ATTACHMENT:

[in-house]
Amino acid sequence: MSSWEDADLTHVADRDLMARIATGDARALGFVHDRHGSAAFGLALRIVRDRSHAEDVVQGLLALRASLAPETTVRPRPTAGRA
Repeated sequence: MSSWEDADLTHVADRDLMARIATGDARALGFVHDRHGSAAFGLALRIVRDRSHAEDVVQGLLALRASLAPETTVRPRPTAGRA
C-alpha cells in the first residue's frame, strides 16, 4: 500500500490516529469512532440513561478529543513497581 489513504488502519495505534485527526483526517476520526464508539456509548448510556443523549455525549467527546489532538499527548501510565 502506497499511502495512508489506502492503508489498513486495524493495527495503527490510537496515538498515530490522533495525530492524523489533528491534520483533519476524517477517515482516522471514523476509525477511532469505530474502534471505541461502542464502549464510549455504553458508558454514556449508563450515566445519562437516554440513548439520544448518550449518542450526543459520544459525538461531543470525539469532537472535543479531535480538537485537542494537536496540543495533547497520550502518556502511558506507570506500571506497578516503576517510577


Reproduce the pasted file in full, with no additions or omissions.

[in-house]
Amino acid sequence: MSSWEDADLTHVADRDLMARIATGDARALGFVHDRHGSAAFGLALRIVRDRSHAEDVVQGLLALRASLAPETTVRPRPTAGRA
Repeated sequence: MSSWEDADLTHVADRDLMARIATGDARALGFVHDRHGSAAFGLALRIVRDRSHAEDVVQGLLALRASLAPETTVRPRPTAGRA
C-alpha cells in the first residue's frame, strides 16, 4: 500500500490516529469512532440513561478529543513497581 489513504488502519495505534485527526483526517476520526464508539456509548448510556443523549455525549467527546489532538499527548501510565 502506497499511502495512508489506502492503508489498513486495524493495527495503527490510537496515538498515530490522533495525530492524523489533528491534520483533519476524517477517515482516522471514523476509525477511532469505530474502534471505541461502542464502549464510549455504553458508558454514556449508563450515566445519562437516554440513548439520544448518550449518542450526543459520544459525538461531543470525539469532537472535543479531535480538537485537542494537536496540543495533547497520550502518556502511558506507570506500571506497578516503576517510577